Weekend plans ruined. Days without electric power. Trees down everywhere. Sadly, a relative was killed. These are just some of the results of Hurricane Irene’s visit. Even though it wasn’t the category three monster that we all feared, it was more than enough to make us realize how fragile our day-to-day living can be.
Plans were made and events were advertised for fun-filled Saturdays at York River State Park from the end of August up to the first of October. I was especially looking forward to Labor Day weekend with a kid’s fishing tourney and fossil hike. Our observance of Estuaries Day was to be on the 17th of September as not to conflict with the Virginia State and James City County Fairs. But, without electric power to run our toilet pumps, we had to cancel. Even if service is restored by the 10th, there are still other factors which will delay any major events at the park until October. We did a great job of clearing trees and debris from the trails and parking lots. Special thanks to Ben and Brett from Sky Meadows State Park for coming down to help us.
Homecoming Sunday and Revival Services at Trinity Baptist Church also had to be postponed. This is a very special time of worship in southern black churches where friends and family return to the communities that reared them for spirit filled preaching and singing. Of course, food is a major draw in these events (and we got some sisters who can “throw down” making deserts). Instead of waiting to reschedule the services, I took time to revive myself. I confess, my prayer life was slacking a bit from my normal morning discipline of stretching, reading, and writing my personal journal of faith. While I am certain the men and woman of God that were to preach for us could have stirred up something in me to get back on track, I am glad the Holy Spirit cannot be hindered by high winds or downed trees or power lines.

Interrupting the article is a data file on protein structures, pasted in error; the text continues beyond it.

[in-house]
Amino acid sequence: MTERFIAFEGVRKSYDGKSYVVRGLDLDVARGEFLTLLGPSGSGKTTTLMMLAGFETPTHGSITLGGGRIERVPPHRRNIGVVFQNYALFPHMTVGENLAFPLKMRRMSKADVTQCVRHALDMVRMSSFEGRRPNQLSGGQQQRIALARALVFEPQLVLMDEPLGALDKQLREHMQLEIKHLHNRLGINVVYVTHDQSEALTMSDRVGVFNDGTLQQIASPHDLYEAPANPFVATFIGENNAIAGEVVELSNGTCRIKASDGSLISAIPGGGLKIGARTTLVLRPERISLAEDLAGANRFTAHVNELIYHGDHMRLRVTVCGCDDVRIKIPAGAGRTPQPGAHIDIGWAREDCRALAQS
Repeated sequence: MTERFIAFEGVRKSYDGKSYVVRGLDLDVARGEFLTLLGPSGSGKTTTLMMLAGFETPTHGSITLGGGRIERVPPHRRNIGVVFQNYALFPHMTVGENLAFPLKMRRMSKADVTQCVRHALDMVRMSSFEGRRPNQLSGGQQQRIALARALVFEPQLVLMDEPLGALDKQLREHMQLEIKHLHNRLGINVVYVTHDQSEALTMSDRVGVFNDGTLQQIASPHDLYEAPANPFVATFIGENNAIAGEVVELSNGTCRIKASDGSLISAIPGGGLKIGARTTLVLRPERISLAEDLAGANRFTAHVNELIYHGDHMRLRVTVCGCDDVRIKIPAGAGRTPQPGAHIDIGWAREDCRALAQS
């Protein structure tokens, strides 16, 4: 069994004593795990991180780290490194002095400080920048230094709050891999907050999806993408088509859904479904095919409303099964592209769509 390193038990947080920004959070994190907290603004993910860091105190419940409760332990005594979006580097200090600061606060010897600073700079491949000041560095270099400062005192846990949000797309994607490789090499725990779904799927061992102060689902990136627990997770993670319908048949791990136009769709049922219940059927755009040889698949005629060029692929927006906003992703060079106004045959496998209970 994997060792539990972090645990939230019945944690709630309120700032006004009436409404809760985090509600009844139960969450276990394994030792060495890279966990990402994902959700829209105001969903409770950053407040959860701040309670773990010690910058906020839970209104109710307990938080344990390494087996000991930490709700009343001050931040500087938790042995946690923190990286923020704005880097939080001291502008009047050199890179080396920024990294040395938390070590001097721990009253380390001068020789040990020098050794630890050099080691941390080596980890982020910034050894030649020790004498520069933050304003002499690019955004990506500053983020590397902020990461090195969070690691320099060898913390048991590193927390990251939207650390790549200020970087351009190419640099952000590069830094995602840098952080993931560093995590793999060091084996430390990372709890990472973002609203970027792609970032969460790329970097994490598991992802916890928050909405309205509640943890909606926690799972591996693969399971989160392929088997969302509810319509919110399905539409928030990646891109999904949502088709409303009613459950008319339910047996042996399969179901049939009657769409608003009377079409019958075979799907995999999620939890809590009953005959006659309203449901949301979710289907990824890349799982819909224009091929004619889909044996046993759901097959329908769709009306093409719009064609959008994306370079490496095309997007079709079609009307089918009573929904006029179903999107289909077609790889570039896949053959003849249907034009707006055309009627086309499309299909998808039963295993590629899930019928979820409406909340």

I will miss my cousin Pernell Washington. He and his wife Jackie were inseparable and were fun to talk to at the family reunions, church functions, and just bumping into one another at the store. He was trying to help someone remove a tree from the road around midnight when Irene struck. Authorities couldn’t get to him until the next day because of the wind and rain. One of our rangers, Maurice Suggs, is a stickler when it comes to safety. After reading what happened to Pernell, I didn’t mind wearing a helmet as I assisted with tree removal.
We tend to expect things to go well for us without interruptions of our conveniences. But, Irene (and the earthquake that started in Mineral, VA) ought to remind us that our existence can come to an end at any time. This is not to say we shouldn’t have goals and try to achieve them. But, we should calmly assemble proper material and spiritual back-up in life when things go awry. Take advantage of rest time, communicate with those around you, meet and work with a neighbor; do these things take electric current? No, just a willingness to store and maintain them as one would a generator or propane grill. Use them from time to time before harsh weather strikes to build familiarity and skill.